According to the Centre, India is already “importing and consuming oil derived from genetically modified (GM) crops”, and that opposition to such technology is a cause of harm to farmers, consumers, and industry.
It was stated in an affidavit filed by the Union Ministry of Environment, Forest and Climate Change that mustard is one of India’s most important oil and seed meal crops, grown on approximately 8-9 million hectares of land.
Even though the rate of seed replacement (farmers buying fresh seed) has increased to 63%, and the area under irrigation has increased to 83% of the total mustard area, yields remain stagnant despite all these investments.
According to the report, the current rate of edible oil consumption in India exceeds the domestic production rate. According to the government, India imports approximately 55% to 60% of its edible oil demand.
According to the report, the country has already imported and consumed large quantities of edible GM oil seeds. “Cotton grown in India is a GM crop, and we produce approximately 9.5 million tons of cotton seed and 1.2 million tons of cotton oil for human consumption, and approximately 6.5 million tons for animal consumption,” it stated.
The ministry pointed out that India imports about 55,000 metric tonnes of canola oil, primarily from GM canola seeds, and approximately 2.8 lakh tonnes of soybean oil, mostly made from GM soybean seeds. As India imports and consumes oil derived from GM crops, opposition to such technology ‘based on unfounded fears of adverse effects’ only harms farmers, consumers, and industry, the affidavit stated.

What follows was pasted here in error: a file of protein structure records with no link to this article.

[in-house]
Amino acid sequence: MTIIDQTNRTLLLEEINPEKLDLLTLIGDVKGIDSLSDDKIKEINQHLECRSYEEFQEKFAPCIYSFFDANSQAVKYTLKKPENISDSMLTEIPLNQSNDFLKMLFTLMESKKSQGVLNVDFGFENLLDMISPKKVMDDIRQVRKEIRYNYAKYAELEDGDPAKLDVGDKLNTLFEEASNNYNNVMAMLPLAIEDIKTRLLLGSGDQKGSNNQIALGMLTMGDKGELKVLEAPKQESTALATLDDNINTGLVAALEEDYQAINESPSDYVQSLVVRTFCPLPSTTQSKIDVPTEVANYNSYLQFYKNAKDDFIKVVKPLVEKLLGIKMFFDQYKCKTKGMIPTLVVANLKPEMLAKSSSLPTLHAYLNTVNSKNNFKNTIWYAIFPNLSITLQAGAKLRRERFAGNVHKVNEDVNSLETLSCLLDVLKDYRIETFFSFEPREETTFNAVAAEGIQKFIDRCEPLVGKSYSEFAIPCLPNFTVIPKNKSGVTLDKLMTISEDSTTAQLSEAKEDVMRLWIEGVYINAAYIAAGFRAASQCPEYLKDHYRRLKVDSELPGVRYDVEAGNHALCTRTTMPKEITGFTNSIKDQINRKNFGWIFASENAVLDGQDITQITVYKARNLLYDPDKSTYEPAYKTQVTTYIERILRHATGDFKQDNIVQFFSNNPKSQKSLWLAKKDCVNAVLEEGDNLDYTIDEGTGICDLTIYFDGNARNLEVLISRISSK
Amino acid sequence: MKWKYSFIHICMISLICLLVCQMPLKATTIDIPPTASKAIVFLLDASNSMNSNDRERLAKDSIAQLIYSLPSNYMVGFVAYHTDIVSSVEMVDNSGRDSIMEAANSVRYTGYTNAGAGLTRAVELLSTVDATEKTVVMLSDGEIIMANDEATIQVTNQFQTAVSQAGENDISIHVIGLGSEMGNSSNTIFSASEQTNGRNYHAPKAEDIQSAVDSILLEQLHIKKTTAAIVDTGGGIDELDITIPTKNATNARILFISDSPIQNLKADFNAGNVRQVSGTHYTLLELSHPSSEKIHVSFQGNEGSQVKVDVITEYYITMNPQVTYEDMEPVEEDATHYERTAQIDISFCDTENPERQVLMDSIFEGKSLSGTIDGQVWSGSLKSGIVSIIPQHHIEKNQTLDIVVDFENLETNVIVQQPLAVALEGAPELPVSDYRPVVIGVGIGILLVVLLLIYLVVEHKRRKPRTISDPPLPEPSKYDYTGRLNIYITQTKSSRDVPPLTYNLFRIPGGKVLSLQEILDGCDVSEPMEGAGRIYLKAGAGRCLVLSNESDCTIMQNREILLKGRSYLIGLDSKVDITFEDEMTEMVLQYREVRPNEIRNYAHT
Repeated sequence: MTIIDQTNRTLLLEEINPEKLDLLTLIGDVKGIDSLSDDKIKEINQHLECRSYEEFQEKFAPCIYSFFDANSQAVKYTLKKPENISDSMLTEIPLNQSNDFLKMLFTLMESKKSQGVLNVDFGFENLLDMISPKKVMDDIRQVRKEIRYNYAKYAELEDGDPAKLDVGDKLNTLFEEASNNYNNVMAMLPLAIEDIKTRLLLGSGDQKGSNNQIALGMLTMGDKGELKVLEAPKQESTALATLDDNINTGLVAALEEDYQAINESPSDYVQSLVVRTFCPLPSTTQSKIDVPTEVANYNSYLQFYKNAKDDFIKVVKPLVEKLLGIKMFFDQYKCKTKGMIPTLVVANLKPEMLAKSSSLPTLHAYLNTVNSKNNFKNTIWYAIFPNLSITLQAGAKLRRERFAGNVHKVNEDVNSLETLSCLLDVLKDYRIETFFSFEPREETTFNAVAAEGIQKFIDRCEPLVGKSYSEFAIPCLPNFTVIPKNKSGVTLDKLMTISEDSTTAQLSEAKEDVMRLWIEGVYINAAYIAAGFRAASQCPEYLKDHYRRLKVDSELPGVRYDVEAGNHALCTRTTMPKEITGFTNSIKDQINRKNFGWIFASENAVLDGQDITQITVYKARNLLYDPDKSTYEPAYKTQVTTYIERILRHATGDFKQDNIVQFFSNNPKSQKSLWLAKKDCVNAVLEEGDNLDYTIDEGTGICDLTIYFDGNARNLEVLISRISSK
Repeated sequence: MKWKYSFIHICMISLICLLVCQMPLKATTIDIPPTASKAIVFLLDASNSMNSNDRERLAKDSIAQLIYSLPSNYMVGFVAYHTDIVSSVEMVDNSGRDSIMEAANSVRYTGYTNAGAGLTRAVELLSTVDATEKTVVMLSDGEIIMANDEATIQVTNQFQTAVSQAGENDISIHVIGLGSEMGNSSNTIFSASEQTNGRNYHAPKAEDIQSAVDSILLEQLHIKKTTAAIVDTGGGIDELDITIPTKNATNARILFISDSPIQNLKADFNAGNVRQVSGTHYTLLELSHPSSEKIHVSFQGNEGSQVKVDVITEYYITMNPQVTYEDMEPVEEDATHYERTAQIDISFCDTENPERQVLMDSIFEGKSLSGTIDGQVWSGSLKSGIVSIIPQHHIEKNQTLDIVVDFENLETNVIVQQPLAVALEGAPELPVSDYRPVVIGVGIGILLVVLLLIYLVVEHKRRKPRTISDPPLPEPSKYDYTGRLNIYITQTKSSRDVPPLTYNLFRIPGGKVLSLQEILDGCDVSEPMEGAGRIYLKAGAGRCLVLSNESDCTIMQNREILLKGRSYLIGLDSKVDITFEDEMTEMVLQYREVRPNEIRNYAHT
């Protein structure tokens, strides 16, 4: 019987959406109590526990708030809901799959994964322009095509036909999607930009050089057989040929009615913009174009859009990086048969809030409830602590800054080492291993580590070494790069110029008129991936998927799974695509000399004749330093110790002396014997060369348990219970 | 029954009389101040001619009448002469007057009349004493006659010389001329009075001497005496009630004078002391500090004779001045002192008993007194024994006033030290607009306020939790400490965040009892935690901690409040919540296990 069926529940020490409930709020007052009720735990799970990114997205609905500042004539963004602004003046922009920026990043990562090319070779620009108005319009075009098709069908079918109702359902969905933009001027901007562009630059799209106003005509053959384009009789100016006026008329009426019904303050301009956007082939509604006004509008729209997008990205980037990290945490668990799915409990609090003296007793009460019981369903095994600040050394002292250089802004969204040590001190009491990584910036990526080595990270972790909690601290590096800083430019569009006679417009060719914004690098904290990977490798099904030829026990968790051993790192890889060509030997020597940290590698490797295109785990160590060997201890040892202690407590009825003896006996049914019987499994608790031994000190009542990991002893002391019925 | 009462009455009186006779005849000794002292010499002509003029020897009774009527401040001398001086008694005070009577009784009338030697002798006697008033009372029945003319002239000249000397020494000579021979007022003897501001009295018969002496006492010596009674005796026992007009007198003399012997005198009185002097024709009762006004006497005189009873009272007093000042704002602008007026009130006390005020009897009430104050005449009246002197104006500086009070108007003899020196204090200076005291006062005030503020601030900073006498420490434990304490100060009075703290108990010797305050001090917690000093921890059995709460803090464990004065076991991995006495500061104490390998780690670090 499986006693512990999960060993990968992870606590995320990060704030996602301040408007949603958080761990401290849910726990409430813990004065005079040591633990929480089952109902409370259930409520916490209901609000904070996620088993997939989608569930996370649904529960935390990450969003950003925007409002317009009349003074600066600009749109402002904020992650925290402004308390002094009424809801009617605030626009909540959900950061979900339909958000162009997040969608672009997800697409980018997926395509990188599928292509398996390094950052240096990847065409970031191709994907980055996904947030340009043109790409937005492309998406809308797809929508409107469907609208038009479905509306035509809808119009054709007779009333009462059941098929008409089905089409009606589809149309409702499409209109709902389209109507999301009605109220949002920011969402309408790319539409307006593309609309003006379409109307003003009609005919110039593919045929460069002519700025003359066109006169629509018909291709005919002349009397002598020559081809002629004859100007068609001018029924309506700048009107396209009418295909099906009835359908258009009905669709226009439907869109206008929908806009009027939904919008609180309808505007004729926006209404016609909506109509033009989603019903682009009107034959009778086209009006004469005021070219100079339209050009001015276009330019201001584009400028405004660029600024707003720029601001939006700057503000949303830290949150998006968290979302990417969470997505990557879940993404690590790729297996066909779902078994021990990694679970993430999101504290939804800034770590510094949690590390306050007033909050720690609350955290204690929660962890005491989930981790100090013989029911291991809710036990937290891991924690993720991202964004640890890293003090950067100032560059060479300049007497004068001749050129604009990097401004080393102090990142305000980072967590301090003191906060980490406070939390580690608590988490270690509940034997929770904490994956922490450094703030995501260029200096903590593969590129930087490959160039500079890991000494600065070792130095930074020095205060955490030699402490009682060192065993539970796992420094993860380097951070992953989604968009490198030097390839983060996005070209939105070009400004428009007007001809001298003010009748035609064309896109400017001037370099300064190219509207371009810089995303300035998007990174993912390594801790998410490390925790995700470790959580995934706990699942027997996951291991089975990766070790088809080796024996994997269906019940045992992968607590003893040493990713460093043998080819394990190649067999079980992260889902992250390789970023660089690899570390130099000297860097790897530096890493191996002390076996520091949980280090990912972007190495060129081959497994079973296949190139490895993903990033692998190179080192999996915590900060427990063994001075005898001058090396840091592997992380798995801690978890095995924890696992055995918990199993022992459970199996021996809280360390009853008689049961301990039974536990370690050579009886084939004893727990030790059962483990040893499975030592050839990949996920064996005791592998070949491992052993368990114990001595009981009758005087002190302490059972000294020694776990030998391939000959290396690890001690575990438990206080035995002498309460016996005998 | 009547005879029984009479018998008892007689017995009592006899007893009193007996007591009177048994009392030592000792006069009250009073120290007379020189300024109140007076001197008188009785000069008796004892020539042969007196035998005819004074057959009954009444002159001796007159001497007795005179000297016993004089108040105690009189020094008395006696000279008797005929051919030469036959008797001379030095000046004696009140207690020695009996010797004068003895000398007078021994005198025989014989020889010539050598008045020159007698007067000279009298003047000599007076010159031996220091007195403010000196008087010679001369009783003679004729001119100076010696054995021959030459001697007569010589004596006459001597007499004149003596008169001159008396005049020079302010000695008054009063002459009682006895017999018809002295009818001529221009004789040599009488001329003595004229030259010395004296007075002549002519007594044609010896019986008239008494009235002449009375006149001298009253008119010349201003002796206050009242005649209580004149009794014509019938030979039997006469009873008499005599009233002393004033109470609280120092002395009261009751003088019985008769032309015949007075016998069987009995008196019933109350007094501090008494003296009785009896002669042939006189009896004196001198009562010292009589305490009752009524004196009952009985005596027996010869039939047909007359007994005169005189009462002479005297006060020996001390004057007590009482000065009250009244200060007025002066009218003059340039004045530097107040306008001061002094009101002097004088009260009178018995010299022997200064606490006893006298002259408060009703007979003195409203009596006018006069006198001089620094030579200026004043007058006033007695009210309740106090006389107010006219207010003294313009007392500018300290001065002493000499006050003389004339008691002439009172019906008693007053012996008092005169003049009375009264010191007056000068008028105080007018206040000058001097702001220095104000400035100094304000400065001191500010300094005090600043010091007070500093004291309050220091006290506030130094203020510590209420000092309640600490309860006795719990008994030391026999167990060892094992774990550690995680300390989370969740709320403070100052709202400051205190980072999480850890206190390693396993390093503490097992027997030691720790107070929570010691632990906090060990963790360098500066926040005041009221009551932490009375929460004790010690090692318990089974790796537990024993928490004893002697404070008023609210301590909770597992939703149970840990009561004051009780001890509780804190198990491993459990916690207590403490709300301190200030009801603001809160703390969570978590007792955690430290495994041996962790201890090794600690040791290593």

According to the government, the average price of refined palm oil, soy oil, and mustard oil is increasing continuously, indicating that India must become independent in its oil production to meet its domestic consumption needs. Increasing the price of edible oil will also cause inflation … the government suggested that agricultural reforms such as planting GM oilseed crops such as mustard would be beneficial.
According to the report, the DMJ 11 hybrid GM mustard variety has shown an increase in yield per hectare of 25% to 30% over the traditional type, thus reducing India’s dependence on other countries and achieving its goal of self-reliance. As a result of the government’s submission, it is imperative to strengthen plant breeding programs, including genetic technology, to meet emerging challenges in Indian agriculture and ensure food safety.
According to the ministry, “the conditional approval for the environmental release of transgenic mustard hybrid DMH 11 and parental lines…containing Bar, Barnase, and Barstar genes has been granted after following the detailed procedure stipulated in law… as well as considering the biosafety data accumulated over several years”.
It stated that these genes have been safely present in the food chain for more than 20 years.
It was explained by the government that, before granting permission, all the stipulated biosafety tests had been conducted on the GM mustard hybrid DMH-11 and its two parental lines and that it had been cleared subject to strict terms and conditions to ensure environmental safety.
According to the affidavit, this will also enable researchers to gather data about the impact of GM mustard on honey bees and other pollinators. According to the affidavit, commercial cultivation of genetically modified rapseeds and canola hybrids is permitted in Canada, where the number of honey bee colonies increased from 473 thousand in 1974 to 773 thousand in 2018, and the cultivation area of GE canola increased from 3.16 million acres in 1974 to 21.49 million acres in 2018.
According to the article, these “statistics indicate that GE Canola may not negatively affect the population of bees”.